ORLANDO, Fla. – Jacksonville Jaguars coach Gus Bradley was one of more than 70 NFL representatives who sweated out Blake Bortles’ pro day on Wednesday. It was held in the University of Central Florida's indoor practice facilty. The fans inside UCF's barn were turned off to reduce noise. As temperatures climbed past 75 degrees outside, it was hotter inside.
The sweat dripping down Bradley’s head was not enough to blind the pro day performance he witnessed. He saw a big quarterback throwing balls with zip. Bradley watched Bortles throw deep balls with ease. Bradley may have seen something else.
Jacksonville’s franchise quarterback.
It explains why after Bortles wrapped up his pro day, Bradley abruptly ended his interview session with the media because he had to shake the quarterback’s hand and congratulate him on Wednesday’s performance.
“I thought it was a good drill set up,” Bradley said. “He got all the movement passes. All the different throws you’re asked to make, and I thought he did a nice job with them. He’s got two guys running the routes with him. It was exactly what you hoped to see.”
It was also the reaction Bortles hoped to have.
“He just said, 'Great job,'” Bortles said. “He was awesome. I had an opportunity to talk and meet with him. He’s a great guy. I really learned a lot for him. He had a couple of words of wisdom and really said, 'good job.'”
Bradley, along with several NFL scouts, were very satisfied with Bortles’ performance, and that should help him as the draft approaches.
Louisville quarterback Teddy Bridgewater recently had his pro day, and most NFL observers were not impressed. Bridgewater struggled to make throws during a scripted event on his home turf. Bridgewater played well in college, but his lackluster performance was enough to question if he deserved to be the first quarterback selected in May's draft.
"He [Bridgewater] has a really thin frame,” an NFL assistant coach told Shutdown Corner. “I worry about his durability, but the way he throws the ball, sometimes it looks really good, but when they miss, it’s ugly. You see one-hoppers on film when he’s throwing a hitch route or something, and the ball one-hops to a wide receiver. You don’t see that very often in a real thrower, a natural thrower.
"All of these NFL experts say he’s the most NFL ready. No way. I said that before. I told somebody I bet he throws it when the ball never turns over, the back end of the ball lands first on a deep throw. Afterwards, he said you hit it right on the head. I wasn’t expecting that. I had an eerie feeling watching film, some of the end zone shots, I’m like, ‘Oh [explicative]. This isn’t a natural throwing motion."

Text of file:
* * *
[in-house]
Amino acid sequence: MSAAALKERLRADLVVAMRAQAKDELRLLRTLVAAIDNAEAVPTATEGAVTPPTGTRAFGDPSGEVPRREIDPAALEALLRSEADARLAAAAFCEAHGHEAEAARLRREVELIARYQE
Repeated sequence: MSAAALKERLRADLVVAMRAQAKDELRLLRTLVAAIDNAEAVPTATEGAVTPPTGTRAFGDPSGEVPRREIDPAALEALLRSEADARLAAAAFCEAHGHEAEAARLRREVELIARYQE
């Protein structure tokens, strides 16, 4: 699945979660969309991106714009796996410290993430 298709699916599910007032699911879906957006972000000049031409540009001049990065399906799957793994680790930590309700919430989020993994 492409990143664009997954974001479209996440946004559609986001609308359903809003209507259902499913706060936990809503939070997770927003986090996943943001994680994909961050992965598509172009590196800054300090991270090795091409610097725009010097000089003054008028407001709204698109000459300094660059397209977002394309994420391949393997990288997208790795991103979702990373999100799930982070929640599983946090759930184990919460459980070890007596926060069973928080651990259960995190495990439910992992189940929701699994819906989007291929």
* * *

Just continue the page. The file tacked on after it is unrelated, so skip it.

The same cannot be said about Bortles.
The 6-foot-5, 232-pound quarterback excelled during most of his drills on Wednesday. Bears backup quarterback Jordan Palmer has been working with Bortles in California to prep his protégé for the draft. Palmer helped Bortles prepare for the scouting combine, and they scripted plays to run for NFL teams during pro day.
Bortles did not run the 40-yard dash or lift weights. Instead, he threw passes and gave scouts a variety of things to digest. Bortles was hot at first, completing all of his passes, and some in attendance even applauded the completions.
He did, however, overthrow some of his targets on deep pass plays. Bortles said he underthrew receivers during the regular season, which he has been working hard to correct. His goal on Wednesday was to make every completion, but if an incompletion occurred, he preferred it to be an overthrow.
“Me and Jordan Palmer got together, and it was what routes do we run in college, what routes do people run in the NFL, and what routes do people want to see,” Bortles said. “We compiled not really a script, but an outline. We could throw a couple of these, couple of these.”
Judging Palmer’s reaction, they could not have scripted a better performance.
“He came out of college exposed to some really good football,” Palmer said. “Really talented, been in some big situations, so he didn’t have to do a whole lot [when they started working together]. Some things we addressed is footwork, and more specifically, his balance and his base. You can do so many more things consistently when you have a good base.
“He got away with it a lot of times in college because he’s so athletic. Now it’s just gravy on top when you can have that base and throw the ball, you can slide, you can take off out of the pocket, you can do all three of things more consistently.”
Bortles has consistently impressed NFL teams in two areas.
He excelled in college, and as the old saying goes, the tape does not lie. Bortles led UCF on six second-half comebacks in the 2013 season. The quarterback finished with 3,581 passing yards, 25 touchdowns and nine interceptions last season, plus a victory against Baylor in the Fiesta Bowl.
Bortles, a lightly recruited player out of high school, has embraced the newfound attention.
“He’s getting comfortable,” Palmer said. “Nothing fazes him. You’d think that he played big-time SEC football and played in national championships by the way he carries himself. ...
“He’s done a great job of handling two things every quarterback has to handle. He’s handled adversity and he’s handled success very, very well, and that’s a trend that will continue with him.”
Bradley, along with other NFL coaches, are banking on it.
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